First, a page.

Rising Tensions in Jerusalem

Two Jewish seminary students were stabbed by Arab attackers in what police are calling the latest string of violence in the Old City of Jerusalem. Following the assault, three suspects have been apprehended as the victims are being treated in a nearby hospital, with one in serious condition and the other with light injuries. Prime Minister Benjamin Netanyahu has arranged for heightened security in Jerusalem to extinguish what some are beginning to call the third intifada.

Over the past several months, violence in Jerusalem has been intensified due to fighting between Jews and Arabs over authority of what Jews call their holiest site, the Temple Mount, and what Palestinian Muslims call the Noble Sanctuary. Netanyahu has reiterated that he will not reverse his policy of barring Jews to pray at this holy site, but prominent Israeli political figures have continued to protest this policy.

One such figure was Yehuda Glick, a prominent Israeli activist, who was critically wounded after being shot four times by an Arab attacker. Before shooting Glick, the attacker said, “I’m sorry, but I have to shoot you because you are an enemy of Al-Aqsa Mosque.” Israeli police apprehended the suspect in the shooting.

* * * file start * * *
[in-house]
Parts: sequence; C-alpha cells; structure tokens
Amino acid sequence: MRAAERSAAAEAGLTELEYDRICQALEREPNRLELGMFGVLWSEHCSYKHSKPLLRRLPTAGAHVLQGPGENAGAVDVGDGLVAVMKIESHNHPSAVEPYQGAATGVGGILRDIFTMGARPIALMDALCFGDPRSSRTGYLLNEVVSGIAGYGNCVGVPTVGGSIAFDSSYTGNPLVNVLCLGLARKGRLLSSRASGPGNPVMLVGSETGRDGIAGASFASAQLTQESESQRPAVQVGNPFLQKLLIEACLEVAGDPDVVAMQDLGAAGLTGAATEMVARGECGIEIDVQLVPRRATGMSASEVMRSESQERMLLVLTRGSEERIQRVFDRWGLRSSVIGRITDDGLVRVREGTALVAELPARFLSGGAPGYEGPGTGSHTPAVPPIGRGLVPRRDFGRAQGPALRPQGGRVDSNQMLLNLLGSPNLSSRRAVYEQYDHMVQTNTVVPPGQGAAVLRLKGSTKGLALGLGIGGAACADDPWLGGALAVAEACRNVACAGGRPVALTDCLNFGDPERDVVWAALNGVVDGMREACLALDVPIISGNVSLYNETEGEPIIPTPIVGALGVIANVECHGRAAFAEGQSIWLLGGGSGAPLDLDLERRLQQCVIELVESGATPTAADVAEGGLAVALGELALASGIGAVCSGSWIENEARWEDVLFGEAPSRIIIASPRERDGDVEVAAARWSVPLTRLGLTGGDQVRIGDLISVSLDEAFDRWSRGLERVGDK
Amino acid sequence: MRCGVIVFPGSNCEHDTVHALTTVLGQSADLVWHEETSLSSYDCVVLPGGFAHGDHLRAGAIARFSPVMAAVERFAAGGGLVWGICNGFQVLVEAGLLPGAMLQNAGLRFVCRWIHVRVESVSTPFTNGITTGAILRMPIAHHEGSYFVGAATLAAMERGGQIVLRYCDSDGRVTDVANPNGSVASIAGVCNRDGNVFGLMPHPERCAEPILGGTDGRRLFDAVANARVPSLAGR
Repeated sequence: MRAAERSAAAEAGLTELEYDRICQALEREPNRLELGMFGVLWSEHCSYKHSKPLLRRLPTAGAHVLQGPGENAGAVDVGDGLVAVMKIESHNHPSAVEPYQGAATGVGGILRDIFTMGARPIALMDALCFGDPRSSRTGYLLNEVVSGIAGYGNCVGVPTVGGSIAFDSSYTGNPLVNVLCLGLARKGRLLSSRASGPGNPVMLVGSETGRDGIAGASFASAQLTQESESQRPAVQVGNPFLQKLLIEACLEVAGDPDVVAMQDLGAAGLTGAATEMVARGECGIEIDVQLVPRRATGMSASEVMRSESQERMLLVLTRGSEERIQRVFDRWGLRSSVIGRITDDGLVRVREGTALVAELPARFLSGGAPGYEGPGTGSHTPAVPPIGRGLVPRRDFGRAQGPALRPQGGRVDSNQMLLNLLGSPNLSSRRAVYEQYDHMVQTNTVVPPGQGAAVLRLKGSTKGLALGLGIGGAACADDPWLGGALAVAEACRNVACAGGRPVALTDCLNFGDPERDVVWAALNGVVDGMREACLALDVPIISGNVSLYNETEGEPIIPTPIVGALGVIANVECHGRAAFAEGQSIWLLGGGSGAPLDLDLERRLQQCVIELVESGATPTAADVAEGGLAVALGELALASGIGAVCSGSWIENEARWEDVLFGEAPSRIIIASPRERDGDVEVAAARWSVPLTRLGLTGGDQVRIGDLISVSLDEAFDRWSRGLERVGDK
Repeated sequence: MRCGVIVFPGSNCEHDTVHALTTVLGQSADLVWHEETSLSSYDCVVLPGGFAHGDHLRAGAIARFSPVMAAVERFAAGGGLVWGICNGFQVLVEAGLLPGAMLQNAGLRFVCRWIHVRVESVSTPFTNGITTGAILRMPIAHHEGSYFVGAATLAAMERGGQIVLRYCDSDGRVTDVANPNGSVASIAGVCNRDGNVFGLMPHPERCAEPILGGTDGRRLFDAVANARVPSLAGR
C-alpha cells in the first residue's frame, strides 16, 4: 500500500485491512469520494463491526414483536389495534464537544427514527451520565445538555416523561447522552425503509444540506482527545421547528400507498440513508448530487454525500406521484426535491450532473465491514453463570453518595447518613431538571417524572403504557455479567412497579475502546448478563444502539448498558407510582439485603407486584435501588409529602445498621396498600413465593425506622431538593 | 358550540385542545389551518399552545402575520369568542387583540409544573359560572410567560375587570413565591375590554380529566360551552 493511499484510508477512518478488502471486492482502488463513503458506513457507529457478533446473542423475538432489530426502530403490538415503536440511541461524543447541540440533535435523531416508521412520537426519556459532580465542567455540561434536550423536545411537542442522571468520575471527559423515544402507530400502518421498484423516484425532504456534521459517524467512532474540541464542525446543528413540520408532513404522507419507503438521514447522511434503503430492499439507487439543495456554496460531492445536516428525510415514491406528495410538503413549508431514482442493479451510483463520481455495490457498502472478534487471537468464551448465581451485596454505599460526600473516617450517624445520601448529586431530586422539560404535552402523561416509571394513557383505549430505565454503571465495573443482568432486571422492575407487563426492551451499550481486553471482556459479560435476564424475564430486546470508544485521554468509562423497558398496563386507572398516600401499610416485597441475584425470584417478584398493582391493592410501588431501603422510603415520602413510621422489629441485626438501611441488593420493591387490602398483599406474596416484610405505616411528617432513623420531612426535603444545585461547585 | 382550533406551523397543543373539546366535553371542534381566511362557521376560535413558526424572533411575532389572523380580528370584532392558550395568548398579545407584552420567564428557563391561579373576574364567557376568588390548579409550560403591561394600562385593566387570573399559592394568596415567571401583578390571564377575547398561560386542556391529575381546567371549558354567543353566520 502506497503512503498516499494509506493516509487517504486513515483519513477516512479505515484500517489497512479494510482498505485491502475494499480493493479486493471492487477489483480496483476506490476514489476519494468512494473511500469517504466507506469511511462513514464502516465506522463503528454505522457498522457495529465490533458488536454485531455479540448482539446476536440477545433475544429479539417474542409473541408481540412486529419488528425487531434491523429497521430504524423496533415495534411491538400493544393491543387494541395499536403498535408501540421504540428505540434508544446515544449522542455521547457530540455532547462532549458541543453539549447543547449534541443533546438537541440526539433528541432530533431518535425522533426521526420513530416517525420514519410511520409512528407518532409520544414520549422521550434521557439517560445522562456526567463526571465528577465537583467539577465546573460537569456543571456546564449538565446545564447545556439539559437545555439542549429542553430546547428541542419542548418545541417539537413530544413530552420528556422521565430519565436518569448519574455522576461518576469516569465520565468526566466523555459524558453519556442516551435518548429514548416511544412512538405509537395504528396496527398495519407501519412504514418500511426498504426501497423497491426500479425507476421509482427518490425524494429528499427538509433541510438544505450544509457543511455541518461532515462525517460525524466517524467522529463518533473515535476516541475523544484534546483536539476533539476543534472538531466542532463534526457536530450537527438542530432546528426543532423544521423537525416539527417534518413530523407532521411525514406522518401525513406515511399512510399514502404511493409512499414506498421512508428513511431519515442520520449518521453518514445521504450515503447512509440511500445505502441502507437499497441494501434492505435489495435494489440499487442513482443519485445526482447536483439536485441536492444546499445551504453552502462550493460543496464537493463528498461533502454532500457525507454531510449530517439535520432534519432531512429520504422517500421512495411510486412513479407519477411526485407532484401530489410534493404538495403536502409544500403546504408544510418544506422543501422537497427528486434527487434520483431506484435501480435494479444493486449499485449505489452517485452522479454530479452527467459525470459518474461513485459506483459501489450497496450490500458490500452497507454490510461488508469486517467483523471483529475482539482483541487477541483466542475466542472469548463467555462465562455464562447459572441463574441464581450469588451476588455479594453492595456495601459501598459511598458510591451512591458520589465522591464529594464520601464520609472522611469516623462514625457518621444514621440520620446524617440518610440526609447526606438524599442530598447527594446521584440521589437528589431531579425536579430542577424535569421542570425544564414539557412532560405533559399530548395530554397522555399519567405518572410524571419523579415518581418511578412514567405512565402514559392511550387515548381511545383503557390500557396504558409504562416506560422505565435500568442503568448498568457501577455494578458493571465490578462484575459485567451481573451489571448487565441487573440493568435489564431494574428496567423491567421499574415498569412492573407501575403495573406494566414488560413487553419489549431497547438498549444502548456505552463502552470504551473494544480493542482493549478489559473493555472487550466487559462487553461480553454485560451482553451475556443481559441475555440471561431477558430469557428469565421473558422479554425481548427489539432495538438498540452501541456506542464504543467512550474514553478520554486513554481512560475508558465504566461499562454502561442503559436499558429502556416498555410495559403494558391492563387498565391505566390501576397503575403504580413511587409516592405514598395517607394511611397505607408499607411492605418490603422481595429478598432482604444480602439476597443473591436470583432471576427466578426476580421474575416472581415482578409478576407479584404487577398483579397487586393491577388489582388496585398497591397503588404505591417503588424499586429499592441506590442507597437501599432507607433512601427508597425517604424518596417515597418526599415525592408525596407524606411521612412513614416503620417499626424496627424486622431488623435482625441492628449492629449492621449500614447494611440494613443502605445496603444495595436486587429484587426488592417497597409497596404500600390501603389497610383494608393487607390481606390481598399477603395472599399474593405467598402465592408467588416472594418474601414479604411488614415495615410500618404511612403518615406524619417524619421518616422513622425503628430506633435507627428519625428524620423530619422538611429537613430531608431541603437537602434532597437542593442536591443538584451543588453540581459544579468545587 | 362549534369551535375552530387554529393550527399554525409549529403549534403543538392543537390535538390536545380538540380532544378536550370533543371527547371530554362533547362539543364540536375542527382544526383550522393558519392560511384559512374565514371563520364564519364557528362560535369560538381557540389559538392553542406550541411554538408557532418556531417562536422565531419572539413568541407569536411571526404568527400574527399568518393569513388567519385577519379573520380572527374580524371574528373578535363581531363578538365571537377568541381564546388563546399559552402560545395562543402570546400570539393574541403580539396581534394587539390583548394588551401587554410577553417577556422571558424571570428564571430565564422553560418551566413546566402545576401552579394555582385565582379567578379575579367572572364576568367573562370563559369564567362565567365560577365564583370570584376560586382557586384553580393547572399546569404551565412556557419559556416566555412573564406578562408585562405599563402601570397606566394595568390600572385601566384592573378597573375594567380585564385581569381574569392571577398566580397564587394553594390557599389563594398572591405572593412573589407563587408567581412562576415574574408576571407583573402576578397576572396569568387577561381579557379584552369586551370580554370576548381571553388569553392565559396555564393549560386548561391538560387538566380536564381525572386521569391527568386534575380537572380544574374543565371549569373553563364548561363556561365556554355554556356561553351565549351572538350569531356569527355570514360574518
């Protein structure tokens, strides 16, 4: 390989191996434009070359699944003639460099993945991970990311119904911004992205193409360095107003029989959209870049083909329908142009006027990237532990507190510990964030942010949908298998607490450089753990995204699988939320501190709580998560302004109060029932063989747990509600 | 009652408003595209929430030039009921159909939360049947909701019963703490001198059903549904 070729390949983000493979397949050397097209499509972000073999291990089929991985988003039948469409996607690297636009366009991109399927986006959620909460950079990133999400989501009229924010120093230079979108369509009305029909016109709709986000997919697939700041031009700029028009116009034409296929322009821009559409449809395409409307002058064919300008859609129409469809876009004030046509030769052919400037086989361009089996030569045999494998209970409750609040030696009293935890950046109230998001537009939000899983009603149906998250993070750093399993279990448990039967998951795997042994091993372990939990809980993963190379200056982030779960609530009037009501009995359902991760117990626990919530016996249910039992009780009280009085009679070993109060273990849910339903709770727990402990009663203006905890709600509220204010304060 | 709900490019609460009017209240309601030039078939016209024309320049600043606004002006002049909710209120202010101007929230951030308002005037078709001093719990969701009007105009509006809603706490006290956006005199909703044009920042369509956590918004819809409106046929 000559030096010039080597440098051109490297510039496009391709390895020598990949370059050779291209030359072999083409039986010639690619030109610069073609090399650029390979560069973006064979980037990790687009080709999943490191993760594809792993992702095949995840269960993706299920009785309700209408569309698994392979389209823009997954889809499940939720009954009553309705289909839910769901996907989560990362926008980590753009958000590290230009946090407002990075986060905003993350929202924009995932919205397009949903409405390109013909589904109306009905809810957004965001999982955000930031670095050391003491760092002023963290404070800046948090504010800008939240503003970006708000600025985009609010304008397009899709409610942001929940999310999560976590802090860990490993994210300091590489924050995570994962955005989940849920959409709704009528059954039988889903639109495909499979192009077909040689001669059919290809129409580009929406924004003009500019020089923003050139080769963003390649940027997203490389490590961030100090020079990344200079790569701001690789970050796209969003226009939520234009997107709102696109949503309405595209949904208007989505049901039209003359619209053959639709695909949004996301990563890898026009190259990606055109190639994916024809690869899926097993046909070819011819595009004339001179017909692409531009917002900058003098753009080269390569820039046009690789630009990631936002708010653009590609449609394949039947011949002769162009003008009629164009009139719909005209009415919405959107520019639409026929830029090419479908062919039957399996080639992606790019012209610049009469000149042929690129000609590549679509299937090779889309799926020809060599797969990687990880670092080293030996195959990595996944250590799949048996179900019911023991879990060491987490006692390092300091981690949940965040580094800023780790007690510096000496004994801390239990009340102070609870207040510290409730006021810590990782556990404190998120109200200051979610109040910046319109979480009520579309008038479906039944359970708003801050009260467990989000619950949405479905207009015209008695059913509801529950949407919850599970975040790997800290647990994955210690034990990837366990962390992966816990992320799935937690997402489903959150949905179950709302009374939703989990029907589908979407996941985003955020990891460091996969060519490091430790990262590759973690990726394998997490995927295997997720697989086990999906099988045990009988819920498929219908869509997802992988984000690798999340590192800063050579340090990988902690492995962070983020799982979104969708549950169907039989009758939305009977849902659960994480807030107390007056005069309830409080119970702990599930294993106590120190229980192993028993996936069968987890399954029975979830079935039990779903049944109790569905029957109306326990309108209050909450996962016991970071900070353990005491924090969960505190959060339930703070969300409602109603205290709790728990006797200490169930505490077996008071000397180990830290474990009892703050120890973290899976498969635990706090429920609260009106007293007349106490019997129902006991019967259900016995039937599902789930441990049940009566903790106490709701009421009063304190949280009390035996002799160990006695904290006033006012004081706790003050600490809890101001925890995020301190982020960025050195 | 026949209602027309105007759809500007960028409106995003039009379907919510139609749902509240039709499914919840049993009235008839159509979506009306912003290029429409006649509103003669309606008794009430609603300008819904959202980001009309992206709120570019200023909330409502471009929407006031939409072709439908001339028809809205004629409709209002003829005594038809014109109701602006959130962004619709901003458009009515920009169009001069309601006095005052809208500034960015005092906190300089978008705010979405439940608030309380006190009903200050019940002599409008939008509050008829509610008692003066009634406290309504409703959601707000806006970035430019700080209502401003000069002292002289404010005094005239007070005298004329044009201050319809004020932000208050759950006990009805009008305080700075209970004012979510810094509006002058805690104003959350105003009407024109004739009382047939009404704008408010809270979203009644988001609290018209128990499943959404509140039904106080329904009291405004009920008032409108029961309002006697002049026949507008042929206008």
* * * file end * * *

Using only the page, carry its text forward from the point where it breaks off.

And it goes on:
Protests against Jewish prayer at the Temple Mount has spread to other Israeli areas, such as Tel Aviv and the West Bank, where two Israelis were killed and two stabbed within hours of each other. Three attacks by Palestinian drivers on light-rail depots, which have occurred since August, have killed four people.

The atmosphere of violence and hatred has worsened significantly after two Arabs wielding meat cleavers, knives, and a pistol last week killed four Israelis praying at a synagogue, as well as a policeman. Police shot and killed the two attackers.

Last week, a bilingual Hebrew-Arabic school was set ablaze by anti-Arab arsonists who also vandalized the school with hateful messages. Responding to the attacks, Israeli politicians expressed utter disgrace while students at the school affirmed, “We are like brothers and sisters here. [Extremists] won’t change that.”

Earlier this week, a man was threatened by two knife-wielding Arabs in East Jerusalem, who were later apprehended by Israeli police. On Monday, a Palestinian woman stabbed a civilian in Gush Etzion and was later neutralized by Israeli forces. Later that day, an Israeli was seriously injured after being struck by a vehicle in the West Bank in what police suspect to be a hit and run. The circumstances of this event are still under investigation. Palestinians attacked an Israeli bus with rocks later Monday night, but no injuries were reported.


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